Heathkit SB-230 -- Mine uses a new $25 tube and is still cooled by conduction!

Discussion in 'Amateur Radio Amplifiers' started by KI4ZX, Nov 1, 2017.

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  1. KI4ZX

    KI4ZX Ham Member QRZ Page

    The SB-230 has a bright future, thanks to the brainchild of VA1DER, whose modification I worked up in parallel with his. Our SB-230 amps now run on GI-7BT tubes with modified anodes. We cut off the threaded rod intended for a finned cooling assembly and, instead, we press the flat anode surface against the BeO cooling block, just as the 8873 was configured. The circuitry supporting the tube is still essentially the same. At a minimum, all that needs to be done is eliminate the tube socket and bring up wires for the filament, cathode and grid (or just leave the tube socket there to serve as a terminal strip and bring up the lines). The cathode bias must be increased to 24 volts, but that is just a matter of installing a different zener diode. Also, an anode clamp has to be fabricated -- that's very doable for hams that are mechanically adept in the workshop.

    Oh yes, the GI-7BT tube has a 12 volt filament instead of 6 volts. I simply installed a small transformer, but there are alternate ways of dealing with this.

    Kurt, VA1DER is working up a detailed description of the tube mod and will post it soon (although he's been a bit busy lately). But I wanted to get you owners of SB-230 amps aware that your "quiet amps" have a bright and quiet future after the 8873 tubes bite the dust!
     
  2. W9GB

    W9GB Ham Member QRZ Page

    Tony King, W4ZT (sk, 2009) and Ron Wilson, K4POZ attempted
    retrofitting the GI-7b in the SB-230 amplifier, with poor results.
    http://www.gi7b.com/

    The Eimac 8560AS ceramic tetrode is the only other RF tube soometimes discussed
    as a replacement for the Eimac 8873 ceramic triode, while maintaining the cooling method.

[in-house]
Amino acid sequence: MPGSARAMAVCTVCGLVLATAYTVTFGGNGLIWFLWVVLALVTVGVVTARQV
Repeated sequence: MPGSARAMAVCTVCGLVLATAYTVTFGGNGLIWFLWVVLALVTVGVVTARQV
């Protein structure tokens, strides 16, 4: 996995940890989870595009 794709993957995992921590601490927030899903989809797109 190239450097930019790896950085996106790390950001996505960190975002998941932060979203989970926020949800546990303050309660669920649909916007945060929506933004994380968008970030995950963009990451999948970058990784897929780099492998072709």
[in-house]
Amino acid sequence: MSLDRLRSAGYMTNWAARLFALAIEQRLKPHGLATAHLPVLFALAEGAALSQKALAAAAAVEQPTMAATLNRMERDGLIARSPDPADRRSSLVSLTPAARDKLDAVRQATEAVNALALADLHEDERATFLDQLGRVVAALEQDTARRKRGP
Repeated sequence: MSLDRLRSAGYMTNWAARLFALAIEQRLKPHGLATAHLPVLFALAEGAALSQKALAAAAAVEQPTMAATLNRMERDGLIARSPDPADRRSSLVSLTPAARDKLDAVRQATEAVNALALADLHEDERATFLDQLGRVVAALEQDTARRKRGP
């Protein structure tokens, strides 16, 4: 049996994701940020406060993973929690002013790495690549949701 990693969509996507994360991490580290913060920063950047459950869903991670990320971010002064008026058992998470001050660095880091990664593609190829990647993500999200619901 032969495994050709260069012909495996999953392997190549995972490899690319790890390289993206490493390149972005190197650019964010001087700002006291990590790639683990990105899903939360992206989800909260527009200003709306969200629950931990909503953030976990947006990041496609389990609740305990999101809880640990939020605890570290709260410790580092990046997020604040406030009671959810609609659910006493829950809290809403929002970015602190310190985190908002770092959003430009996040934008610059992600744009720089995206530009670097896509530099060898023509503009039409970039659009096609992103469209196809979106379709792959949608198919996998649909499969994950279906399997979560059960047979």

The 8560AS was used in Motorola MICORĀ® equipment.
    http://www.cpii.com/docs/datasheets/75/8560AS.pdf

    Look forward in reading about your conductive cooling approach.
     
    Last edited: Nov 1, 2017
  3. W1QJ

    W1QJ Ham Member QRZ Page

    I actually have an SB-230 conversion to a horizontally mounted GI-7b done by Tony and Ron. These guys are old friends of mine. Tony was s wonderful guy, very innovative. He had a heart transplant many years ago and when he passed away in 2009 I thought that maybe it was his heart but unfortunately he had died from a melinoma. Tony, Ron and Lawson were experts at changing the obsolete tubes in the Dentron line for more obtainable tubes. Great conversions, but rather involved and not conducive for customer based jobs. Great as a one off done by the owner.
     
  4. KI4ZX

    KI4ZX Ham Member QRZ Page

    Thanks Tony. We've looked over a number of these mods. Ours is simple by comparison and it works. Well, I say "works," but we can't offer up any long-term usage beyond a few months of operation. The main trouble I encountered has nothing to do with the mod, but with my addition of a fuse and glitch resistor to the HV line. Strangely, a 1 amp, fast-blow fuse likes to blow at random times in the HV line. There are mysterious current spikes that have forced me to a 1.5A, slow-blow fuse.